High throughput NIMS – Increasing the pace of functional genomics and synthetic biology
Technical advances in DNA sequencing and manipulation have led to an explosion in the sequenced universe and the ability to create libraries of millions or billions of bacterial variants. However, defining the functions of these remains slow and tedious. Our lab has a long-standing interest in nanostructure-initiator mass spectrometry (NIMS)1. We are using this in conjunction with nanoliter-scale manipulation of liquids for rapid mass spectrometry functional analysis2. We are particularly interested in the exoenzymes used by microorganisms to deconstruct plant and other biopolymers, including sugars, for subsequent uptake by cells. Through bioconjugate chemistry we modify these sugars enabling rapid detection and quantification using NIMS3,4. We are using this at the Joint BioEnergy Institute to help develop cellulosic biofuels both through screening metabolism and development of effective cocktails for deconstructing plant biomass.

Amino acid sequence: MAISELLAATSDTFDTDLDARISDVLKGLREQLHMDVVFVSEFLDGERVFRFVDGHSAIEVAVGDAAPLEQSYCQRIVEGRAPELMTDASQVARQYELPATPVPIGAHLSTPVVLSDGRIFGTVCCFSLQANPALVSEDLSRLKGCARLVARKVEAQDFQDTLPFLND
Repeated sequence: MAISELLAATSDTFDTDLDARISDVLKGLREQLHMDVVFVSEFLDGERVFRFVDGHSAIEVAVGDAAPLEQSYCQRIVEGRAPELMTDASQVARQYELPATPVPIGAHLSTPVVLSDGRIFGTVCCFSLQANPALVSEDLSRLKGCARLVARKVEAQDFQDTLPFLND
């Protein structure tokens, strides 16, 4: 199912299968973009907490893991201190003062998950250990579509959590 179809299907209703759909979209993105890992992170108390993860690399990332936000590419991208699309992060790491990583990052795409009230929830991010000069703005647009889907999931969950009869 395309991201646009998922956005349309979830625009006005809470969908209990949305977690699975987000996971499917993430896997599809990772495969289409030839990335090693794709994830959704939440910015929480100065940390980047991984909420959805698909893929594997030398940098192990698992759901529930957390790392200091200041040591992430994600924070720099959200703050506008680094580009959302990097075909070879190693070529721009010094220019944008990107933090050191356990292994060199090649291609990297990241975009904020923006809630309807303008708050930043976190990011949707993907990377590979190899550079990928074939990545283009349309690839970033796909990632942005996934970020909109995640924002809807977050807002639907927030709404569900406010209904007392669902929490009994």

1 Northen, T. R. et al. Clathrate nanostructures for mass spectrometry. Nature 449, 1033-1036, doi:10.1038/nature06195 (2007).
2 Greving, M. et al. Acoustic deposition with NIMS as a high-throughput enzyme activity assay. Analytical and bioanalytical chemistry 403, 707-711, doi:10.1007/s00216-012-5908-8 (2012).
3 Deng, K. et al. Encoding substrates with mass tags to resolve stereospecific reactions using Nimzyme. Rapid communications in mass spectrometry : RCM 26, 611-615, doi:10.1002/rcm.6134 (2012).
4 Northen, T. R. et al. A nanostructure-initiator mass spectrometry-based enzyme activity assay. Proc Natl Acad Sci U S A 105, 3678-3683, doi:10.1073/pnas.0712332105 (2008).